by Syd Logsdon
Tim was packing for their hunting trip when his father came to his room. When he hesitated in the doorway, Tim knew that something was up, and that it wasn’t something good. He shoved another pair of jeans into the pack and said, “What’s the matter, Dad?”
“I just got a call from Mike Conway,” Tim’s father replied. “He’s come down with the flu.”
Tim stood still with his hands resting quietly on the half filled pack, waiting for the rest.
“I have to drive his rig for him.”
“How far?” Tim asked.
Tim’s father came up and put his hand on Tim’s shoulder. “All the way to Chicago. I’m sorry, Tim”
Tim wished he was twelve years old again, so he could throw a screaming fit. He had been working on his temper these last two years, trying to be fair to his family, trying to be responsible – trying to be more like his dad. If he acted childish now, if he even whined, his father would be terribly disappointed in him. He didn’t want that, so he gritted his teeth and asked, “How soon will you be back?”
“That’s the rest of the bad news. I can’t pick up his load until tomorrow morning. Figure two days each way, and at least a day to unload and load at the other end. Five days; I’ll barely be back in time to make my own next run.”
Tim couldn’t believe it. It wasn’t fair. He had waited all year for this hunting trip and now it was going to be snatched away from him. He said, “I wish we had left two hours ago.”
Tim’s father shook his shoulder in a friendly way. “Then Mike would have driven sick. I’m glad I was here for him. He has been a good friend to all of us.”
It was true. Tim knew that; but inside, the selfish twelve year old he had been was screaming, “I hate it, I hate it, I hate it!” Tim was tired of being fair. His fingers tightened on the pack. He wanted to grab it up and throw it – preferably through a window, or at his dad.
But Tim saw his father’s eyes on him. He knew the look of disappointment that would come into those eyes if he gave in to childishness, and he never wanted to see that look again. His dad said, “Tim, I’m proud of you for taking this like a man.”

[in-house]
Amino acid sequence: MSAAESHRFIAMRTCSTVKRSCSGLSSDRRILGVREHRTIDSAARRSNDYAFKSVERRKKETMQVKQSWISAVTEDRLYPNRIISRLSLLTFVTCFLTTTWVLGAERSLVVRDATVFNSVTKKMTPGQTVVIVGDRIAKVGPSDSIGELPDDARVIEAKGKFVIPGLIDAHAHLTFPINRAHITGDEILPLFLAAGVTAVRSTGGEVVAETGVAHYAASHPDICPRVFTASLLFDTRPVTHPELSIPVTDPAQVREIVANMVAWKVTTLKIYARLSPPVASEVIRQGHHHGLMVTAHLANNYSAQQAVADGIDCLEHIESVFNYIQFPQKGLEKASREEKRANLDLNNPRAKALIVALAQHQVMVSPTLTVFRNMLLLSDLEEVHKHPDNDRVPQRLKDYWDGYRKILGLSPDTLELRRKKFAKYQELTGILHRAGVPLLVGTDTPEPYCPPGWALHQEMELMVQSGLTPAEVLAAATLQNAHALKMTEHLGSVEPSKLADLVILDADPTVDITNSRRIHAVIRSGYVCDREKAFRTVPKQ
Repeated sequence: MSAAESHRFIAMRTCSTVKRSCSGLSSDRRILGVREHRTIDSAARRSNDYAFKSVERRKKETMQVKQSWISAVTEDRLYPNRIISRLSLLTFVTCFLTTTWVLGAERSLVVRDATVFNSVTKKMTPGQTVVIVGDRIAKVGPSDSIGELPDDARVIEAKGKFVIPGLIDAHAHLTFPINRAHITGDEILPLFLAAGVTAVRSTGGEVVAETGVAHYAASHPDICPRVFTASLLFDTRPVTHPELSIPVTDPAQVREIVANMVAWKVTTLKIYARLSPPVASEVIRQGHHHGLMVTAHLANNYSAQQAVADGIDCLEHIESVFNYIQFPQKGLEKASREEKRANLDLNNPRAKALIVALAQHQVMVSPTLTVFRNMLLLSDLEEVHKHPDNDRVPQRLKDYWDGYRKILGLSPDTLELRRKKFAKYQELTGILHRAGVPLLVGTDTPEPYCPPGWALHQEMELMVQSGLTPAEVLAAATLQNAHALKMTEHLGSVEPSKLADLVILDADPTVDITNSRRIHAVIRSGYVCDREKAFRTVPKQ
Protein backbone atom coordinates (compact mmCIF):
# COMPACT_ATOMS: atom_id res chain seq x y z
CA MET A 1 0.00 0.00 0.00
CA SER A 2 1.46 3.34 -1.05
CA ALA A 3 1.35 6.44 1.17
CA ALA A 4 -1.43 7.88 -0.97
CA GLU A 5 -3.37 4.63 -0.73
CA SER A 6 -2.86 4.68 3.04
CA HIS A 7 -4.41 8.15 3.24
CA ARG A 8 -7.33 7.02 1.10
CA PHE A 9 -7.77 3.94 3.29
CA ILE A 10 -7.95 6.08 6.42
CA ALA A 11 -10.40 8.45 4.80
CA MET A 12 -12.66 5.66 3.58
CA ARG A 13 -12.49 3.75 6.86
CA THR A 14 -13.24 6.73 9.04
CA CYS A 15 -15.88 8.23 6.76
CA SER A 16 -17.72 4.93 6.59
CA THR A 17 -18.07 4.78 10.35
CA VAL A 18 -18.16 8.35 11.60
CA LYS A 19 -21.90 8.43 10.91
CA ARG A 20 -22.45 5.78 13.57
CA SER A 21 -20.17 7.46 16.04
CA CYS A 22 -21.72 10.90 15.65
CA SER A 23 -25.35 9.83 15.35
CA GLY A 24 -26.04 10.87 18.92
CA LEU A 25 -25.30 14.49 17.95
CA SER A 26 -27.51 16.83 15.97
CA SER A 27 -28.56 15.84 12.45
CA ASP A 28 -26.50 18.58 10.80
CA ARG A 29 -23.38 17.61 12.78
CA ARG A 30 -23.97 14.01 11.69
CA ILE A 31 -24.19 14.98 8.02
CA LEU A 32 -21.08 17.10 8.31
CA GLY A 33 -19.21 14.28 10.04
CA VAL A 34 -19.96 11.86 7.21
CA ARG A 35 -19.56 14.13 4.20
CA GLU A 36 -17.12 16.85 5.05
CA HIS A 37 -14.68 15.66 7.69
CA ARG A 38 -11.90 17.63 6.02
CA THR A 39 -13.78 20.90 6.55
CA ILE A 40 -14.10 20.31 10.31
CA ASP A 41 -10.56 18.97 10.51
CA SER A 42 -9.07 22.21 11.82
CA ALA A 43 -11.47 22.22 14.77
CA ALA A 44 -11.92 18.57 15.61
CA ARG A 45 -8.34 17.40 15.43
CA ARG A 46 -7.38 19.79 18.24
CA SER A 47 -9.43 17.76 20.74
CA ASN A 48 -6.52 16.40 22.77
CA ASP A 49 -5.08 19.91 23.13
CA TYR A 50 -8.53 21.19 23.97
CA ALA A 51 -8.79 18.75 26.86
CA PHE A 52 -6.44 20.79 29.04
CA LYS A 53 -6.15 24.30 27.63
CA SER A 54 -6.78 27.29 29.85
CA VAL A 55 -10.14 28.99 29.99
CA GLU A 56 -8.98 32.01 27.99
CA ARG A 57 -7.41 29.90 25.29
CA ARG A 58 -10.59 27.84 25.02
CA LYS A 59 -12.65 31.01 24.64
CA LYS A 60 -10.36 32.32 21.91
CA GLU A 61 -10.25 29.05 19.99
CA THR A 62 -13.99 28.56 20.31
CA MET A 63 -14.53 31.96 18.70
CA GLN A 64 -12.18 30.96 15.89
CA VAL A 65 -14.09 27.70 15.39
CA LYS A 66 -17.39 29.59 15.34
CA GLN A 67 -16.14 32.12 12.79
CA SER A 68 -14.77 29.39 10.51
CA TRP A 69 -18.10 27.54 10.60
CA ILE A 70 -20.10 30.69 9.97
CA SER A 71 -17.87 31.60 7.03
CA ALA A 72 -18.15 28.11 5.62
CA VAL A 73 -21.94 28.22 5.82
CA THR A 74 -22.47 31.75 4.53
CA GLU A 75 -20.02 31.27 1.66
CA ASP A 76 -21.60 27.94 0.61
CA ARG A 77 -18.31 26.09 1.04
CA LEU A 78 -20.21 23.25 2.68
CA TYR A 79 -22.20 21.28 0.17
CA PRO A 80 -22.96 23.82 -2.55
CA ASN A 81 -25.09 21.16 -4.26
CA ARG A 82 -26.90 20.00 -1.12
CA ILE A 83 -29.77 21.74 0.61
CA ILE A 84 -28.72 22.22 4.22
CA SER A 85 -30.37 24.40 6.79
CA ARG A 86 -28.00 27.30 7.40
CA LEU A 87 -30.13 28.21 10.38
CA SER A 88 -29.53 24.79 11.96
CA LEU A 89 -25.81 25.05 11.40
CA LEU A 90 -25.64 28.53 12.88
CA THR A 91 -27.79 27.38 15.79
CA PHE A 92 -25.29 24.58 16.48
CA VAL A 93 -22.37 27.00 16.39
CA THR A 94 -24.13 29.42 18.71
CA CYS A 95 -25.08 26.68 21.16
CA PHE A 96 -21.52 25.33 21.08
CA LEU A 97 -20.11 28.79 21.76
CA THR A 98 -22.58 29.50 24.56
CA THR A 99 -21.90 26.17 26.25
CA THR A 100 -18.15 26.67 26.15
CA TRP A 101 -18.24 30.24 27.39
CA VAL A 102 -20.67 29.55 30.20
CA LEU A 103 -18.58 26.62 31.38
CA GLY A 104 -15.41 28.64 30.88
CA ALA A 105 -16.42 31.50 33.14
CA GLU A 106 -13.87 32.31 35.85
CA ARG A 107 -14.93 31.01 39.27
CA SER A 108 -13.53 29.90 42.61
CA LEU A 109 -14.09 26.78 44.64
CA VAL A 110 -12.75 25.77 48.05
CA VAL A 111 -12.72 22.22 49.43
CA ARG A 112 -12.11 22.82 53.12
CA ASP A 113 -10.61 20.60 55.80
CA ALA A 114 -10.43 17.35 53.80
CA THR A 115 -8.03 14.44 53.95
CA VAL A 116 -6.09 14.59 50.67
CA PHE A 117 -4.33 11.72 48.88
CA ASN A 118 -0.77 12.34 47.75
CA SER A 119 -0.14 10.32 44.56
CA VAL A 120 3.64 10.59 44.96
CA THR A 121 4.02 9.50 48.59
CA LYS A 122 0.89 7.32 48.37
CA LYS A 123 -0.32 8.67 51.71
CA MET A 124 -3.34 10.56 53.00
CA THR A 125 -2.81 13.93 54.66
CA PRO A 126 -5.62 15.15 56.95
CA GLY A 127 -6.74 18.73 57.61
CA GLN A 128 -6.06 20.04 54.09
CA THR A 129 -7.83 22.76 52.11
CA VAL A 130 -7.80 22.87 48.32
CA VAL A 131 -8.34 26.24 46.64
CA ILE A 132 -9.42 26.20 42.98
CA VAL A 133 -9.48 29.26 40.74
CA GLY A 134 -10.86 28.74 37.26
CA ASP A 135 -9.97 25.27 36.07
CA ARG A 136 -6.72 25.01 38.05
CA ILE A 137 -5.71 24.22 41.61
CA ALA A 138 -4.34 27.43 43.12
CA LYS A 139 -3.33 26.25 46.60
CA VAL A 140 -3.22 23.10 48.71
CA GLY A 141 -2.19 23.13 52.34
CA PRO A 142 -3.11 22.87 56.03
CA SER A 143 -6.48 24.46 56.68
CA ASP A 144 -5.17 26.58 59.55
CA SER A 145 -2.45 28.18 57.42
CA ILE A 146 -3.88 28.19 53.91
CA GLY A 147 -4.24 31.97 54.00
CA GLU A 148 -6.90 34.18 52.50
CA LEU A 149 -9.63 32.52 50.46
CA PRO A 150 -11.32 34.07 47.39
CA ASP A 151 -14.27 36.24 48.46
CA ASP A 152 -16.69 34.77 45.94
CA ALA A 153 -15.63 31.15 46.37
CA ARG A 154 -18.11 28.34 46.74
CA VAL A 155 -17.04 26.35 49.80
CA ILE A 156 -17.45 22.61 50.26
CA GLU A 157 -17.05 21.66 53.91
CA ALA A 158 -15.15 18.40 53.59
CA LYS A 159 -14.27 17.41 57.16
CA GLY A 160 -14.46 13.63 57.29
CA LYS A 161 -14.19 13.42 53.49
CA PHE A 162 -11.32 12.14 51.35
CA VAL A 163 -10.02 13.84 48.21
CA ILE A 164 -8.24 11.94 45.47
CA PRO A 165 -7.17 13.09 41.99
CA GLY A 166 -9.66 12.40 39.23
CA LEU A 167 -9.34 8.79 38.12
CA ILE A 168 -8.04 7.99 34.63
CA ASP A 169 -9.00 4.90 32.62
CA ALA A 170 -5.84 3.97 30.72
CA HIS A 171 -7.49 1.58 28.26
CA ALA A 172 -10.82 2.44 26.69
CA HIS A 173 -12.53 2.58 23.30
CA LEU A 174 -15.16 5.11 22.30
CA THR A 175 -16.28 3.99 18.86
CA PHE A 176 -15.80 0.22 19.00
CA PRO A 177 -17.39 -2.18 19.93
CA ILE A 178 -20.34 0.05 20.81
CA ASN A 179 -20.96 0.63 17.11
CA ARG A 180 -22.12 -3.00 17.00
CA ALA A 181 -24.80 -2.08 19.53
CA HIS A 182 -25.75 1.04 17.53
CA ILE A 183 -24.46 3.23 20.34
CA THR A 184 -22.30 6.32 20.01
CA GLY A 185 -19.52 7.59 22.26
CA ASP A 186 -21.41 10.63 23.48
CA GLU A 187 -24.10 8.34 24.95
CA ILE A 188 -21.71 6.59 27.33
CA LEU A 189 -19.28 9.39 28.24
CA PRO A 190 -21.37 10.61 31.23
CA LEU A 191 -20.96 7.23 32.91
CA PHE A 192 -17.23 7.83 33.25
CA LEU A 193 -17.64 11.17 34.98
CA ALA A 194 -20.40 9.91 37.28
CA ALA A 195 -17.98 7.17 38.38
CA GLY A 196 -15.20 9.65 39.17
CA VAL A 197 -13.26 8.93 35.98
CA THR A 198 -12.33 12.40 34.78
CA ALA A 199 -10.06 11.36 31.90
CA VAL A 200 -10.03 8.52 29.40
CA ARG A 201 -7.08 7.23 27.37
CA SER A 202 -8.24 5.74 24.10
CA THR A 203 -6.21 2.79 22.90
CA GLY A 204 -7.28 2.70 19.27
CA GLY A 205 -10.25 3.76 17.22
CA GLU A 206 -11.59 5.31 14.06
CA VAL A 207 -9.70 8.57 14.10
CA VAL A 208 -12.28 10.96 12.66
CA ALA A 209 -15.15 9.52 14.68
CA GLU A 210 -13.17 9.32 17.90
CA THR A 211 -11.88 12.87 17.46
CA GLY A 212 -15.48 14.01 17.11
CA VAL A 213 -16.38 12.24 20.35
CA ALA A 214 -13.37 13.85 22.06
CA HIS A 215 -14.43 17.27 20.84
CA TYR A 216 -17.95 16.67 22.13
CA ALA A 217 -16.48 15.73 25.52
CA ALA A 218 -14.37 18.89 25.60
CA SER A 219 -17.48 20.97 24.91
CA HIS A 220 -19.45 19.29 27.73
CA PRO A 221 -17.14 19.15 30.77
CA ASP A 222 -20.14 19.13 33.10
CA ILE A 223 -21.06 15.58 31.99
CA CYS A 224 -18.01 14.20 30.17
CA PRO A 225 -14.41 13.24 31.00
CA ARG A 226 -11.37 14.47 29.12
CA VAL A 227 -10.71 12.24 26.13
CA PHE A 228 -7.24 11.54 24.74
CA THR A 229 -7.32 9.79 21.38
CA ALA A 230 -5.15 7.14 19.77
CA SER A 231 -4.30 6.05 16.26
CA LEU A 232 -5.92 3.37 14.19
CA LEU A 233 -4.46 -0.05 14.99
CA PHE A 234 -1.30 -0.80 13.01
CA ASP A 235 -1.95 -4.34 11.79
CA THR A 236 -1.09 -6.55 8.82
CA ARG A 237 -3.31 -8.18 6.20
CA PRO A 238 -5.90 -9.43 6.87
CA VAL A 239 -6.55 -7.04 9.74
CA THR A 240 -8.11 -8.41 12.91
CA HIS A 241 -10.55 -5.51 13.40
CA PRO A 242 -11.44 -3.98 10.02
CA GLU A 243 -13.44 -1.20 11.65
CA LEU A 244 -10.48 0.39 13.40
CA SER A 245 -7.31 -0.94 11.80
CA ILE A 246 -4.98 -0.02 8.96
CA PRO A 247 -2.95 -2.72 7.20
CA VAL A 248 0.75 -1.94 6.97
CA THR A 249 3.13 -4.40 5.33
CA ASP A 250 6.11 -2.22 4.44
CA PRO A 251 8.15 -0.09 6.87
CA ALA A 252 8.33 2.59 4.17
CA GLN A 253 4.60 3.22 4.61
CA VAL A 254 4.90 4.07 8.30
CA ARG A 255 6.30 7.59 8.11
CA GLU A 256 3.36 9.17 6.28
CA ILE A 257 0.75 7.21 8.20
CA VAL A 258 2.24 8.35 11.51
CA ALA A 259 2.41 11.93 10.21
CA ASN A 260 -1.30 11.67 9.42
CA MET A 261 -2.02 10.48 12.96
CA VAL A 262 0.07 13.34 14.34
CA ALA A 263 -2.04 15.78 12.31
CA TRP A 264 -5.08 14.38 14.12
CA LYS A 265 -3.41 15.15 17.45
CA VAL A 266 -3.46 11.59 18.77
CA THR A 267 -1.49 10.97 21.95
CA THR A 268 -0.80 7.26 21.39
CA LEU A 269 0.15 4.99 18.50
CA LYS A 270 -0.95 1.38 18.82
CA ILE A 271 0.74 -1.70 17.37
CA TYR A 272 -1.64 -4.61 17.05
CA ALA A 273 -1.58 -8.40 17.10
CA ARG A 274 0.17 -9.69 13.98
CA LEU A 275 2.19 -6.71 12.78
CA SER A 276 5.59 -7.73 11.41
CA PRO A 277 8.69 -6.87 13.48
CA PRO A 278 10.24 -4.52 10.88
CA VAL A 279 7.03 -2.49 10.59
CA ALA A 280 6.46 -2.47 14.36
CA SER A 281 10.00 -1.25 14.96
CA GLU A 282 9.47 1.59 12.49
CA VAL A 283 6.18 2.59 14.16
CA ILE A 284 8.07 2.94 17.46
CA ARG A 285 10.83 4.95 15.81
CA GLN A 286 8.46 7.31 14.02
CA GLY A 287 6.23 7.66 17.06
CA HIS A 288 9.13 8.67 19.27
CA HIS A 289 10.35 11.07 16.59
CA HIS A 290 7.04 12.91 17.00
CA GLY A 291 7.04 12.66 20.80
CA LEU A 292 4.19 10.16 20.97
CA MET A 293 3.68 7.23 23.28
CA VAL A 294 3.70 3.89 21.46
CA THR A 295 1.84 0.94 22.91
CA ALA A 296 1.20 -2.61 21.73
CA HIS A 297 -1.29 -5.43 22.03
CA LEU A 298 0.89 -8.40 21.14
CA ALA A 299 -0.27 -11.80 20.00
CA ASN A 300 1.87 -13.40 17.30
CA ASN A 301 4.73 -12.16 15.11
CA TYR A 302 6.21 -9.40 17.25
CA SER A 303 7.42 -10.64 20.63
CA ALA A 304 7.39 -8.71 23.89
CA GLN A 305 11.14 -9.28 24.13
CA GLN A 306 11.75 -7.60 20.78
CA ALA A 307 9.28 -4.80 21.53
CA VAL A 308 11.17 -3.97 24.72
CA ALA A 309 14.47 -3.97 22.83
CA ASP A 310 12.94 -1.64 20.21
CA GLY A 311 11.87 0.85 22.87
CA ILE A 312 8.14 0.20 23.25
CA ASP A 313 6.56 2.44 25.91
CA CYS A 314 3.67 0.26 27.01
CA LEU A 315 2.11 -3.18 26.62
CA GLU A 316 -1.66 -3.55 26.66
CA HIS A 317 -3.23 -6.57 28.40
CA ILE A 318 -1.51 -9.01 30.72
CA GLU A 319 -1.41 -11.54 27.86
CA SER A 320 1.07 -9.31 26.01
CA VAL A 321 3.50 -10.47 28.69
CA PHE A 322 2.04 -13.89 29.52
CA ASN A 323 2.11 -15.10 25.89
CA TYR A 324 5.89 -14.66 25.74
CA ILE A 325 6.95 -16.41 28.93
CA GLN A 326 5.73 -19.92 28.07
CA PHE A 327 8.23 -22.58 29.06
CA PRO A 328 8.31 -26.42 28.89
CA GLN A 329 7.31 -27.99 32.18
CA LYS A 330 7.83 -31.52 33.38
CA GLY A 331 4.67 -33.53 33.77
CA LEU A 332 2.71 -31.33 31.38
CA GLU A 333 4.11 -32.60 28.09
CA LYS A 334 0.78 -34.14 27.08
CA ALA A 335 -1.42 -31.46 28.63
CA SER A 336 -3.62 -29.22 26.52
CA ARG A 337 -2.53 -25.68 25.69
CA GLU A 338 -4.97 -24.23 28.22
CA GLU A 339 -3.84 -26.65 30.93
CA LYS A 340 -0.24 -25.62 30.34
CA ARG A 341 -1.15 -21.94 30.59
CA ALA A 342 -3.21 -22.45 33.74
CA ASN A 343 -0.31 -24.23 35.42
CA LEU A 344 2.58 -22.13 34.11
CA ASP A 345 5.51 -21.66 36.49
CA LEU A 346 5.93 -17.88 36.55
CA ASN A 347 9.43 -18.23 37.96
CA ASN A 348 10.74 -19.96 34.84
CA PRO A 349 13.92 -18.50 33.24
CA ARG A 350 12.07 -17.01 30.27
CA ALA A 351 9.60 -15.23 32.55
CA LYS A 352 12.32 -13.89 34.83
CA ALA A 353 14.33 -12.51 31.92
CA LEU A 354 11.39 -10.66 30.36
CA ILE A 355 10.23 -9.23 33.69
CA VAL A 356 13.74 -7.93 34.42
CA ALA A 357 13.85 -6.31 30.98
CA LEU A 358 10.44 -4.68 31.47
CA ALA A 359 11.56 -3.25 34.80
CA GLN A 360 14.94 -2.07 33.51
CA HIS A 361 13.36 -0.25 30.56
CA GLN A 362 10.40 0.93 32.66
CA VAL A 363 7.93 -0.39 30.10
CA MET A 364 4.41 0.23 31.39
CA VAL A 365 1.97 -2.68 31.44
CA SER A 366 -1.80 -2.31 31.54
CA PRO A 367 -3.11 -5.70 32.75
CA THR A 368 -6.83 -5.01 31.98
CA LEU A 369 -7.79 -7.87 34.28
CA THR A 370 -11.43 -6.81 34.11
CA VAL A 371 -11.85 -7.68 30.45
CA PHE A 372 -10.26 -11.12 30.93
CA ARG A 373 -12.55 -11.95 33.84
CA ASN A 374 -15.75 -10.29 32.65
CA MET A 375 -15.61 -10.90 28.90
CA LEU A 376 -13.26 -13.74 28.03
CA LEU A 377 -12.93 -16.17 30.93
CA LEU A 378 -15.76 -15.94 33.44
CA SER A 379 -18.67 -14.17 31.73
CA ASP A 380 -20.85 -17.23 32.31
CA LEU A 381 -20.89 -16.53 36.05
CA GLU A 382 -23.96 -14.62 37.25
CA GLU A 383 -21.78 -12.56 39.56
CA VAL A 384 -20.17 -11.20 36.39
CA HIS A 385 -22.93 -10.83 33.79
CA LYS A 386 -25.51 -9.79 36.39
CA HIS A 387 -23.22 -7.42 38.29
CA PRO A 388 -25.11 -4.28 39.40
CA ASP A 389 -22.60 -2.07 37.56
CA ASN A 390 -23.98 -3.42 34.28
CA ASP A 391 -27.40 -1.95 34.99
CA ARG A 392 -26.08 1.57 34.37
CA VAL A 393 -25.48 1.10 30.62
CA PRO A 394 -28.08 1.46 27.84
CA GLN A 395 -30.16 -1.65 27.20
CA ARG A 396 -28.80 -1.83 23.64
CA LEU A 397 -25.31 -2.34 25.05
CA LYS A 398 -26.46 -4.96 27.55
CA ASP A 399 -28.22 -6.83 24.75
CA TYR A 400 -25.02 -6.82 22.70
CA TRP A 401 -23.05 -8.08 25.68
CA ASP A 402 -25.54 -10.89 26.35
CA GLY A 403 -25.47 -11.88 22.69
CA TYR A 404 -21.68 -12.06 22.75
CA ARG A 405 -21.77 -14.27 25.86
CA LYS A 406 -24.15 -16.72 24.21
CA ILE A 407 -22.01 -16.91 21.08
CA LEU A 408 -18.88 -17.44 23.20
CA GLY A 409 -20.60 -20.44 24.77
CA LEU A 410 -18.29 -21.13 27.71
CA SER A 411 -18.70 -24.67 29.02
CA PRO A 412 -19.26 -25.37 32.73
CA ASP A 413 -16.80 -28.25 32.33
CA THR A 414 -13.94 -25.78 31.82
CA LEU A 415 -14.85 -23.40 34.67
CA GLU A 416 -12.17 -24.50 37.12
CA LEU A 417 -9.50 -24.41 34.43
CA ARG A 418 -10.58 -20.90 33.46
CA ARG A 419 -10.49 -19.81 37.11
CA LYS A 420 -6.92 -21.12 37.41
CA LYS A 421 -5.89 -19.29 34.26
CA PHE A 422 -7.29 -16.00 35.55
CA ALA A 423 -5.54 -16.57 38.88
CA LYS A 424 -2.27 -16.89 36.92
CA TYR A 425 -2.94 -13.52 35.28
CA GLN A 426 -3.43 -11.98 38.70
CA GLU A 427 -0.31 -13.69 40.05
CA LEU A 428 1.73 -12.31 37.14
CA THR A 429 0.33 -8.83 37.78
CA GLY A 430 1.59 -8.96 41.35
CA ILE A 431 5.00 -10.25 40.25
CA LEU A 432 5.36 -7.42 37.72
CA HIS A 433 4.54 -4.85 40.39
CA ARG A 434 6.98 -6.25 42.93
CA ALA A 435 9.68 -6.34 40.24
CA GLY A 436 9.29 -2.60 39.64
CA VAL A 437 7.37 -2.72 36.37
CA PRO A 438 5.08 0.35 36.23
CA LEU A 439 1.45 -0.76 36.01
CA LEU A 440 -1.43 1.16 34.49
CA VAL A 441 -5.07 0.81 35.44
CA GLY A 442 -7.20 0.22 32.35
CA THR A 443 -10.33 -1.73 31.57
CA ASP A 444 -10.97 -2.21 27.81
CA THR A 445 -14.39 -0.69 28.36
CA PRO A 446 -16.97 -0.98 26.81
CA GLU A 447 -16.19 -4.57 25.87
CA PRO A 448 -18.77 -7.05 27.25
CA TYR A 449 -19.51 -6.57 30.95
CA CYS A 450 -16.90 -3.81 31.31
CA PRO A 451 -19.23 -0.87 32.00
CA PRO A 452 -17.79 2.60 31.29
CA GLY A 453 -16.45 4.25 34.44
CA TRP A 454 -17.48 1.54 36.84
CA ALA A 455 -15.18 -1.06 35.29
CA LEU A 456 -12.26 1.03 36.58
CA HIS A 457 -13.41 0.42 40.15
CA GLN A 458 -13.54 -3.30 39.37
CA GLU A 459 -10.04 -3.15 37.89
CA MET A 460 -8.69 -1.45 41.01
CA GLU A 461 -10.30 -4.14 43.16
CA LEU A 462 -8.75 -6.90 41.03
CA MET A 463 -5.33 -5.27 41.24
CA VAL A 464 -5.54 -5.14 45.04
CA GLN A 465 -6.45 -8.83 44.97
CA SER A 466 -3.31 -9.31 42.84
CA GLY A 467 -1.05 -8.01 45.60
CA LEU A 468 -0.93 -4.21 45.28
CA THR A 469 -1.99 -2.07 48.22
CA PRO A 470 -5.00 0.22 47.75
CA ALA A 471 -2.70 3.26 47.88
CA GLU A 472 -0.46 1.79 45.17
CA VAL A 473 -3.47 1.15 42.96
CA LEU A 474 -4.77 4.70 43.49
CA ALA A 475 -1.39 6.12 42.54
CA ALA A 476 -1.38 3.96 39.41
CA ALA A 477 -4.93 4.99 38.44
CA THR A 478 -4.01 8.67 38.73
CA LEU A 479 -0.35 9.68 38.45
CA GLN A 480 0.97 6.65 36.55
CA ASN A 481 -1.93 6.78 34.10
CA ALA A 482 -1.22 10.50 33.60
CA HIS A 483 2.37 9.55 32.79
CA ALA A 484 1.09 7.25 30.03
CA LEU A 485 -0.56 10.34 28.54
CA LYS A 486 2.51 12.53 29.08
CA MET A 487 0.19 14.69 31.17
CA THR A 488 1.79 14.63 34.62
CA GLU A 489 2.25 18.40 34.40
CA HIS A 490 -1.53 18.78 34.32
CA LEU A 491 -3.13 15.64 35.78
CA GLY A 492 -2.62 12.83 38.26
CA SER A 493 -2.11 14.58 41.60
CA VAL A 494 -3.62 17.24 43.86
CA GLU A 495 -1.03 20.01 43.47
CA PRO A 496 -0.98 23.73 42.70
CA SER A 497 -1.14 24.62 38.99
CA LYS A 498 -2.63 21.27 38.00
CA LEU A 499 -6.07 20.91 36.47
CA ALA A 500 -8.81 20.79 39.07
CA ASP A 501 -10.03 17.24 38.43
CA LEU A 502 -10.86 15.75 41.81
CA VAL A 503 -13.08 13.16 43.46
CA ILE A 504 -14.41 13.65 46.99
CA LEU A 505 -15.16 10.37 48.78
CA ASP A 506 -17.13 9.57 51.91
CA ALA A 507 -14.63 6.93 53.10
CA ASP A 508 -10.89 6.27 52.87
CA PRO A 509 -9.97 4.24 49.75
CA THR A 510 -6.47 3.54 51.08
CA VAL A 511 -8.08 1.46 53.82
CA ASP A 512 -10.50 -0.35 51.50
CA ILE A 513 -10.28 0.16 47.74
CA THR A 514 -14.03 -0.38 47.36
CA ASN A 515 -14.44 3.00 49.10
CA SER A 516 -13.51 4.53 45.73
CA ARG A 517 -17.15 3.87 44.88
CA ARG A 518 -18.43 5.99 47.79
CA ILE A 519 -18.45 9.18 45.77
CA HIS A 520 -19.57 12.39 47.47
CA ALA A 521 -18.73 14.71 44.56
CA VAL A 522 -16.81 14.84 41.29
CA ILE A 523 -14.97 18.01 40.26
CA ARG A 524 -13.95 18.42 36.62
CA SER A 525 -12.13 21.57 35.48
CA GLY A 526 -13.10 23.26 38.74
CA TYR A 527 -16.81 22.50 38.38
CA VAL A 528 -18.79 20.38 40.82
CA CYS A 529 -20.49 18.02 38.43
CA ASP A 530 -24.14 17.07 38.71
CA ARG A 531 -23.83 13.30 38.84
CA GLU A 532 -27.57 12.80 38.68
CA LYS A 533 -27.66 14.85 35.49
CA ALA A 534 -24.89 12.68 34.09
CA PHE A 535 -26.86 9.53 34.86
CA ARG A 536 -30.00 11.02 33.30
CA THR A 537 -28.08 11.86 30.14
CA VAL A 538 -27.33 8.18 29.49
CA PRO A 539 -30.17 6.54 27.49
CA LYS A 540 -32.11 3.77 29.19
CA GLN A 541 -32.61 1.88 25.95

Tim couldn’t reply, and he couldn’t stand those eyes on him any longer. He nodded with set lips and left the room. He headed for the woodpile.
Two years ago, the last time he had thrown a tantrum, his father had taken him out to that woodpile. He had given the axe to Tim and had told him to chop wood. After ten minutes, when some of his anger had been drained away by smashing the heavy logs into firewood, his father had said, “Everyone gets angry. Everyone wants to have things go just right, and things never do. Now you’ve got a choice to make. You can cry like a baby when you don’t get your way, or you can act like a man. The next time you find yourself losing control, I want you to get up from whatever you are doing and come out here. Work it out, then come back.”
Tim had spent a lot of time at the woodpile that year. Gradually he had gained control of himself, and as his father grew proud of him, he had grown proud of himself.
It had been nearly a year since he had gone to the woodpile to take out his frustrations, but this was no ordinary disappointment. more tomorrow